Removing the “Craft” From 5-Minute Crafts

Image Source: 5-Minute Crafts on Facebook

One of the most undoubtedly famous creators on any social media platform is 5-Minute Crafts and their ability to numb the brain of anyone who watches their content. With 72.3 million subscribers on YouTube, 44.9 million followers on Instagram, 105.98 million followers on Facebook, and 8.5 million followers on TikTok, it is no surprise that they have essentially dominated the internet. For example, I cannot scroll through TikTok for more than thirty minutes without 5-Minute Crafts videos popping up on my for you page. And I don’t even follow them!

However, 5-Minute Crafts is not famous for the reasons one might think they are. Although they post many “crafty” videos, their videos are rarely taken seriously and endlessly memed and ridiculed. The reason 5-Minute Crafts is such a running joke on the internet is because their videos usually portray a very obvious or ridiculously unnecessary solution, then turn around and call it a “craft” or “life hack”. For example, I remember once seeing a video where they took a spoon and were trying to eat cereal with the bottom of it, and the “life hack” was to take a hammer and hammer the bottom in so the bottom was concave. Essentially, they were explaining how a spoon works.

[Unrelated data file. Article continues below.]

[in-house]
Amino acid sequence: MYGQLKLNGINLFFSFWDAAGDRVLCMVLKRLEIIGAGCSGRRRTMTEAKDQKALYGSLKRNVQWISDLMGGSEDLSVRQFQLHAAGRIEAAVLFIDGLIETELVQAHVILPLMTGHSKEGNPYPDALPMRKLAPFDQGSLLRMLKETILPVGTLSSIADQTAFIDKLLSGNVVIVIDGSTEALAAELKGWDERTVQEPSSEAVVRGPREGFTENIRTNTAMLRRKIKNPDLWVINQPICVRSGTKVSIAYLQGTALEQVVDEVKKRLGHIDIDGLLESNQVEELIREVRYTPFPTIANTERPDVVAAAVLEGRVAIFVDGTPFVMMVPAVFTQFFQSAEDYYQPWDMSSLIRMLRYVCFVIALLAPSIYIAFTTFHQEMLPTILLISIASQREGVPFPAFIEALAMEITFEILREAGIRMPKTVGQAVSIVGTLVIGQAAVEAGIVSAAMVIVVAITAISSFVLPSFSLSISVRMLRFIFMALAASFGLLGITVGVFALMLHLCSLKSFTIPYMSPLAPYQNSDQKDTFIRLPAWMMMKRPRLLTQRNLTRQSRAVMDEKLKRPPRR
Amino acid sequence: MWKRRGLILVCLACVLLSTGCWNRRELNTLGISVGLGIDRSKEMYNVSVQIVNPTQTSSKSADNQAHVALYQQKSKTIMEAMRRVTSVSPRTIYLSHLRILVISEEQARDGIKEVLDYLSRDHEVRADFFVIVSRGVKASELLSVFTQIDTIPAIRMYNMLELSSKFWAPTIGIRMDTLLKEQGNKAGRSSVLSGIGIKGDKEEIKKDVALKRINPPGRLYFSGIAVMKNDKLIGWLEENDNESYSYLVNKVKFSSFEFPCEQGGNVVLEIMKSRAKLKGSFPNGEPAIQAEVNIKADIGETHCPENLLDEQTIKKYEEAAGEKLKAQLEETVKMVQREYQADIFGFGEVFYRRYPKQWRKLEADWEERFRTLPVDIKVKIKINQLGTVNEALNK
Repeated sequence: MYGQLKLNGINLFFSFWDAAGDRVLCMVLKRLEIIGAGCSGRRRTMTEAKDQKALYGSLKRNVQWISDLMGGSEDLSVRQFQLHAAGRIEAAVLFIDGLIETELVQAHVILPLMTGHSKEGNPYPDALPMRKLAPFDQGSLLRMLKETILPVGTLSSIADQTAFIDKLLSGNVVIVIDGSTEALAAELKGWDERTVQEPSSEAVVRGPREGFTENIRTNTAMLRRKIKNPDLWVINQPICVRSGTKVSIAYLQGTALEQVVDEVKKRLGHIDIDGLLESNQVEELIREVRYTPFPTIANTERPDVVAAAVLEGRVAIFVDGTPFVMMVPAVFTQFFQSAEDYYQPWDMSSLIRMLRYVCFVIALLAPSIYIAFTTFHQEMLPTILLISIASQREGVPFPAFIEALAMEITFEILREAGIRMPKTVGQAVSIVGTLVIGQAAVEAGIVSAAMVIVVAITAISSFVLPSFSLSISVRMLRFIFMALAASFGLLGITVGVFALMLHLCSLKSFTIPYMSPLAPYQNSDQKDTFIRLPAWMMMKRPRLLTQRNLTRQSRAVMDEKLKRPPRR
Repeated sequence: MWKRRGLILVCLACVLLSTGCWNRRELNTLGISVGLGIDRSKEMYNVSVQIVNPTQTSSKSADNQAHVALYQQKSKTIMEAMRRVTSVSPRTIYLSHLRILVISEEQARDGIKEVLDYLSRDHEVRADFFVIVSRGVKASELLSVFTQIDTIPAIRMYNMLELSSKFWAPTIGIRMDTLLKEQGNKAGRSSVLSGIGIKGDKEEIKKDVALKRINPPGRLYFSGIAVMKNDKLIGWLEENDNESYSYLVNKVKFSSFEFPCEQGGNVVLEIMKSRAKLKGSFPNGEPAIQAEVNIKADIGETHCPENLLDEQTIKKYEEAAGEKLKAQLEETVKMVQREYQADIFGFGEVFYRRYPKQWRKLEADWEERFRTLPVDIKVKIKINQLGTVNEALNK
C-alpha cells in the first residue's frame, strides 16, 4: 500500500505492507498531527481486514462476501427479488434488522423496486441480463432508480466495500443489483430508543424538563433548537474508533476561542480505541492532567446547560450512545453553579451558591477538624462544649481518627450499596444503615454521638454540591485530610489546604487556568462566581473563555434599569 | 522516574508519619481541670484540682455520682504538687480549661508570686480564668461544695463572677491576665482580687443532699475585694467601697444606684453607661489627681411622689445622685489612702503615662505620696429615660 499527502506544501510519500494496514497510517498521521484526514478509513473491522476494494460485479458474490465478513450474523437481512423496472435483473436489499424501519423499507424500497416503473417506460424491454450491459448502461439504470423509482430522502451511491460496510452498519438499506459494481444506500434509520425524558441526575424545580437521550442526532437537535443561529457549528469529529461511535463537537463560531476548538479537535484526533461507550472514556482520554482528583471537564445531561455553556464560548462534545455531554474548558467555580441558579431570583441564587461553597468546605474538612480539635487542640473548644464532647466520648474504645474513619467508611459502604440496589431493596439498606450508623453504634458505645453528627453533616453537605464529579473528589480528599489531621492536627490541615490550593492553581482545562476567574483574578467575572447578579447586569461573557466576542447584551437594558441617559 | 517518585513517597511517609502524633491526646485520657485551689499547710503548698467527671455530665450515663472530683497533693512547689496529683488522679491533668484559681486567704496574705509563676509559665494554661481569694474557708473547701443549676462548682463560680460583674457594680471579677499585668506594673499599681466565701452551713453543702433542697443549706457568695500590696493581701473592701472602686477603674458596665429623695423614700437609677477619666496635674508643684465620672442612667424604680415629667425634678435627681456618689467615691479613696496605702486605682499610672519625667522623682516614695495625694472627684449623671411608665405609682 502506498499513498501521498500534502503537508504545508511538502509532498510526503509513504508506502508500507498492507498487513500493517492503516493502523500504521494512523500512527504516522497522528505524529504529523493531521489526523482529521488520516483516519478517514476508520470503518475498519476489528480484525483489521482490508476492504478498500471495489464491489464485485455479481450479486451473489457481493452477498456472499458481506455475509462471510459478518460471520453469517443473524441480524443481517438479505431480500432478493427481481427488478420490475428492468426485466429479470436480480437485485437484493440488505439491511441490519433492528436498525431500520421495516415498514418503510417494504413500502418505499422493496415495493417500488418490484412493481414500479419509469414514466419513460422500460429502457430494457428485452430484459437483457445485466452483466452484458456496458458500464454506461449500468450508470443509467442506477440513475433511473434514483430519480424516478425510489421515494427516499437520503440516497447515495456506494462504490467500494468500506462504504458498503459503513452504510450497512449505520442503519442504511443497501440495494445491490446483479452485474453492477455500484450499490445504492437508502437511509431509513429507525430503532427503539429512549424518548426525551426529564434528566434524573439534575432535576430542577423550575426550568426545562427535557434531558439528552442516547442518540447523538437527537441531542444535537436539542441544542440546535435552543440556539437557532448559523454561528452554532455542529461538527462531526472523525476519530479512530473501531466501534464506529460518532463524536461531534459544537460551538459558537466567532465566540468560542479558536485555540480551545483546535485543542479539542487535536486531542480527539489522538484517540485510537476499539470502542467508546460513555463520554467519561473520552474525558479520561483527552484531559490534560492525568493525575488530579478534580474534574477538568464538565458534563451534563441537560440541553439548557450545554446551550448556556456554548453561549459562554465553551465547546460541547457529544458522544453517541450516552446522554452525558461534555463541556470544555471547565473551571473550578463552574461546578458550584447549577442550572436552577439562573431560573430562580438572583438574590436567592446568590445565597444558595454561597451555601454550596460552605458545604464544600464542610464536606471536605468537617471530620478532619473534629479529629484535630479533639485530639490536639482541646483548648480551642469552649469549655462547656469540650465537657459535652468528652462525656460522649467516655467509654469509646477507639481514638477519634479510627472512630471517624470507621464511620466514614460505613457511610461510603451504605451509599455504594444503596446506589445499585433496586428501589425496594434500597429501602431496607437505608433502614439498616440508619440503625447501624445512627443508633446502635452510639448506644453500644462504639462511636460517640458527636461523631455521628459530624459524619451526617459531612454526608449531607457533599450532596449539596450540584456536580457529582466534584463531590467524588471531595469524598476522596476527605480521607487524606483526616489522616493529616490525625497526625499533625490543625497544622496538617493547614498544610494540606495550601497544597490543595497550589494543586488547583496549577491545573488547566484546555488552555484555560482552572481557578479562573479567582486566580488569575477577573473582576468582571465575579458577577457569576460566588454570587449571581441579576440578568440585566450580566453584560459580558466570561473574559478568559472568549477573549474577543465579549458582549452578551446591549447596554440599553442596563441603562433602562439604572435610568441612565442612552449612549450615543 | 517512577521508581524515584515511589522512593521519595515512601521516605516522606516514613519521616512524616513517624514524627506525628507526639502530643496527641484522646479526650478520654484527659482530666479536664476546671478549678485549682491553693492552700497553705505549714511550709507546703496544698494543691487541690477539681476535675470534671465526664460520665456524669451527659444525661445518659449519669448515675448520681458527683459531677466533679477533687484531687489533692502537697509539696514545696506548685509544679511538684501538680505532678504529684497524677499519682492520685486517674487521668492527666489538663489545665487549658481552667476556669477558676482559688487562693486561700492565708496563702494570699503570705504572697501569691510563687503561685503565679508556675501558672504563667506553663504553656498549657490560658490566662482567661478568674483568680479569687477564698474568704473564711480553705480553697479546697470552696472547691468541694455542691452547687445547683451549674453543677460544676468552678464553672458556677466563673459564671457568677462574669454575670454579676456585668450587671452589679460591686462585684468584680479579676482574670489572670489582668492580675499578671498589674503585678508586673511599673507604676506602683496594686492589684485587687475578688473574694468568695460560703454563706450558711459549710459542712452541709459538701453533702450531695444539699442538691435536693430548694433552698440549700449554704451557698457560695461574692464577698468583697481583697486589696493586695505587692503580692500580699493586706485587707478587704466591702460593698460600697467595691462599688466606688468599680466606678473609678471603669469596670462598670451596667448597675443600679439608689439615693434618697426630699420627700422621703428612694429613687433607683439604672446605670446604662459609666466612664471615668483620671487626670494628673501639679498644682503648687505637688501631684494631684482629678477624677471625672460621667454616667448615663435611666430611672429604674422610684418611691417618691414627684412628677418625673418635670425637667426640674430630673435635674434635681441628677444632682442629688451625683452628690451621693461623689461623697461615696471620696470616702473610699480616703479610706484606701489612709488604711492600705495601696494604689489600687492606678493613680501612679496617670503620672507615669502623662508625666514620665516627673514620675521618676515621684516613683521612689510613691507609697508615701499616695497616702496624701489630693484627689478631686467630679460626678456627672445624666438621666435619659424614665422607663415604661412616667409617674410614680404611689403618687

But the most ironic part of 5-Minute Crafts is that although their videos take no time or effort, the internet still goes nuts for them. They will spend hours watching their videos and laughing at them, reposting them with sarcastic comments, funny reactions, or even corrections as to how to obviously fix the problem at hand. It’s gotten to the point where absolutely no one can tell if their account is a joke or not, but it doesn’t even matter because most treat it like a joke.

The reason this accounts’ popularity is so important is because it perfectly encapsulates Gen-Z’s humor, and explains why this happens so often with other ridiculously stupid accounts. Gen-Z as a whole likes to take random things, isolate them, and then draw attention to or slightly alter them. For example, some of the most popular videos on TikTok are people taking a song and showing a picture that goes with a personal interpretation of the lyrics. 

This, as a whole, sums up the 5-Minute Crafts account. People generally won’t laugh super hard at the intent behind the videos, but will rather cry laughing at videos of other people making jokes out of certain aspects of the video. Take the example I mentioned before; the only reason I know of that spoon video is because someone did a duet with that video, made their voice high pitched, and meticulously picked it apart. 

People like to say that Gen-Z’s humor is broken. But contrary to popular belief, it’s not broken, just simply random and pointless.